What Cyclists Can Learn From Schools of Fish

A weaker athlete might be able to keep up if they stay to the back of a group

Erik Isakson/Corbis

A group of animals moving together can be mesmerizing but also useful to study. The laws that creature collectives follow can offer hints for human efficiency. For cyclists, this means paying attention to the synchronized motions of a school of fish, according to new research. 

Former competitive cyclist and self-taught physicist, Hugh Trenchard, teased out the principals guiding a group of cyclists riding together en mass, a grouping called a peloton, reports Rebecca Boyle for New Scientist. Like a school of fish or flock of birds, members of the pack draft off one another, reducing drag and saving energy. But to pass a competitor, a rider must venture out of the pack and work against the drag. And it turns out that fish and birds follow a similar set of rules.

Trenchard recorded and analyzed videos of racers competing in a velodrome—a kind of circular track used for bike racing. He noticed that as the lead rider sped up, the peloton changed from a rough circular shape to a single-file line. This observation led Trenchard to develop a model that describes the principles guiding the fluidity of the peloton as the riders change speed. Trenchard recently published this work in the journal Applied Mathematics and Computation.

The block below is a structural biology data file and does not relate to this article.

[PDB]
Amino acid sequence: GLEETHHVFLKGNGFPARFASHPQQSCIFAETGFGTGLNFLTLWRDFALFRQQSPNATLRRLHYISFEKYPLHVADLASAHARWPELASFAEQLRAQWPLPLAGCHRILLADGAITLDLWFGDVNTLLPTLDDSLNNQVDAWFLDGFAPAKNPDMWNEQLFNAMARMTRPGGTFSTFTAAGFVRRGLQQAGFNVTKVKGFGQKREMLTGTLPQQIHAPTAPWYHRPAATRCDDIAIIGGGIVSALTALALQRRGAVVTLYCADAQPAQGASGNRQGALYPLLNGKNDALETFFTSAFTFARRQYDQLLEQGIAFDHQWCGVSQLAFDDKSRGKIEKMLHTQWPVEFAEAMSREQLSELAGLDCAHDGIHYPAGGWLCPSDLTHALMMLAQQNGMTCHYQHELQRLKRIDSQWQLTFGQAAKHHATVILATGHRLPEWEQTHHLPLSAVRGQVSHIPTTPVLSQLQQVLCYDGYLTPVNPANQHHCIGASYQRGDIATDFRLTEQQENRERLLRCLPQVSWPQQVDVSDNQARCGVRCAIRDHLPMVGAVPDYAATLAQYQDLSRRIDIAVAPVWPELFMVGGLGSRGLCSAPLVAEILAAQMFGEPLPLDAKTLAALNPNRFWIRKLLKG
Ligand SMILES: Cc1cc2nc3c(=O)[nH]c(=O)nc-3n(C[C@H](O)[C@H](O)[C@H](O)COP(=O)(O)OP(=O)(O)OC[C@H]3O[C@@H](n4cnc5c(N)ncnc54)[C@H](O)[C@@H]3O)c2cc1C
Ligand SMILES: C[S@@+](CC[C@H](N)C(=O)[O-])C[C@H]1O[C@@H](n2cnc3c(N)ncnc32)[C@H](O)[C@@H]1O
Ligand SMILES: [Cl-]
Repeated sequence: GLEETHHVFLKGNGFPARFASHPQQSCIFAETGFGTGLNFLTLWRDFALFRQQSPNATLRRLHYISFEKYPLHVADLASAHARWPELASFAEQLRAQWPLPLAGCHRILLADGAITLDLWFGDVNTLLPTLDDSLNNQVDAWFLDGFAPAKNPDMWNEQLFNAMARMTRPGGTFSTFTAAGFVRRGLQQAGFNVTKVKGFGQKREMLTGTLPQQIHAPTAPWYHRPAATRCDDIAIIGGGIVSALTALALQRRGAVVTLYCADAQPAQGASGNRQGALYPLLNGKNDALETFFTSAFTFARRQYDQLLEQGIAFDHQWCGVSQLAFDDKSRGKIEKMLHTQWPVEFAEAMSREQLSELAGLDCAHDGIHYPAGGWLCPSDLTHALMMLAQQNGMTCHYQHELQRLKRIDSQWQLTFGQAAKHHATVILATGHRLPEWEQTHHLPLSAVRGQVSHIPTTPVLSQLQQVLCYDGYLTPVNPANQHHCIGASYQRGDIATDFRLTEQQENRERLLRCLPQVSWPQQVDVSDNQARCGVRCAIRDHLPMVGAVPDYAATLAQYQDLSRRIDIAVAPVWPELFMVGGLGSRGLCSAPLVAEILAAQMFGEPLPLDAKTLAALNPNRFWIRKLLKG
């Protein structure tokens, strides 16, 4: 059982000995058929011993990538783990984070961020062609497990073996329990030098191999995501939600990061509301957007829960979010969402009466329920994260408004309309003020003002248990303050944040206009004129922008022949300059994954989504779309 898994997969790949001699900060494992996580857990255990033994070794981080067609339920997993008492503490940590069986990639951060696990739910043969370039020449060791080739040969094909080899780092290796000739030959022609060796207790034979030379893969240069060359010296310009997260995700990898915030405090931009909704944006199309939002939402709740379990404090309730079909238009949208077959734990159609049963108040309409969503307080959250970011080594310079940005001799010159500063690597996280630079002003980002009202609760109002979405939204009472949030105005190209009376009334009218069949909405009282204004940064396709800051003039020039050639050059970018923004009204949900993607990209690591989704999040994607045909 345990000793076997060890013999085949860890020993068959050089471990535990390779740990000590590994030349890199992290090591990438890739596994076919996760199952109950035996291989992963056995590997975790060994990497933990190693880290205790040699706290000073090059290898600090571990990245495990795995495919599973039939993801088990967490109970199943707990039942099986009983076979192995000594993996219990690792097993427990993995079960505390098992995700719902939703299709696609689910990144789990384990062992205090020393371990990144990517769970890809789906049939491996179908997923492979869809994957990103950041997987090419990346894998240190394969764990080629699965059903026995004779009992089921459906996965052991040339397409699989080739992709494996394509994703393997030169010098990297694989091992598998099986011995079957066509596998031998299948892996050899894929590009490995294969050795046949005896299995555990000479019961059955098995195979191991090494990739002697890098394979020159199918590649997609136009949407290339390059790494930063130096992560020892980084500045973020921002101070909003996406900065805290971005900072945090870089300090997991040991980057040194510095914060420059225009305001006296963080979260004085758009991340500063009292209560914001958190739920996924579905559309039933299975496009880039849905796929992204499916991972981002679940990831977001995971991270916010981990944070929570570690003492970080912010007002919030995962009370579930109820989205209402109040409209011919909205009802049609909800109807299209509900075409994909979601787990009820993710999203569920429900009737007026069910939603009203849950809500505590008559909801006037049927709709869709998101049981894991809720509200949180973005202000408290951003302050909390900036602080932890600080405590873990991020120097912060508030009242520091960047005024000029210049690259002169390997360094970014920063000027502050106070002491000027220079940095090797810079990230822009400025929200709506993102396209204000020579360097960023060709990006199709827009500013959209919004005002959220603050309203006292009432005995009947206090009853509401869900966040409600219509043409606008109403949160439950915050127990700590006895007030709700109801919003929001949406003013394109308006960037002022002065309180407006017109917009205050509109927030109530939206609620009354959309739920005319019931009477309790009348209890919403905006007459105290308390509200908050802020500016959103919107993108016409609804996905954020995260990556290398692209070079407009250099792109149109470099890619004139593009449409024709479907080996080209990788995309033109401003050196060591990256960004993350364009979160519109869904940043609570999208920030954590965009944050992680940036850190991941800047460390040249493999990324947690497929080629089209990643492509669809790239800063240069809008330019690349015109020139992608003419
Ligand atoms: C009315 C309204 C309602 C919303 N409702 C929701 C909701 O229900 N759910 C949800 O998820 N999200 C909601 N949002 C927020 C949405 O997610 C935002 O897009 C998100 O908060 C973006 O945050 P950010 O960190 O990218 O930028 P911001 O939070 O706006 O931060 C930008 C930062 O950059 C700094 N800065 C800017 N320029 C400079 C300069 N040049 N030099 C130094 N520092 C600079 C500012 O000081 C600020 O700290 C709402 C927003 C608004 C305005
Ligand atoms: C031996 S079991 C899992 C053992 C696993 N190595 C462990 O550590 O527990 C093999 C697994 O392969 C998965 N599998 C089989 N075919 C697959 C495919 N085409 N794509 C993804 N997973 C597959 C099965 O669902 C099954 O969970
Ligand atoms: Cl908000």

Though Trenchard's model hasn't been applied to animals, it could be, the behavioral ecologist James Herbert-Read tells New Scientist. But it will be more difficult. The model uses stats about each athlete's performance, which aren't easy to measure for fish or birds. Yet up for the challenge, Trenchard is teaming up with Shaun Killen of the University of Glasgow to study fish.

Killen has already seen similar patterns as Trenchard found in a group of eight schooling fishLike the cyclists, who can hide in the draft of other riders, fish in the back need fewer tail flicks to stay with the group, reports Alok Jha for The Guardian

Even more interesting is that also similar to pelotons, wild fish schools may not all perform equally, Killen told The Guardian. "It wouldn't be smart for a fish to join a school with others that are much slower or faster than it is."

So another tip cyclists can glean from the animal kingdom is: Don't overestimate skill level. Novices wouldn’t be able to compete in the Tour de France by drafting alone. 

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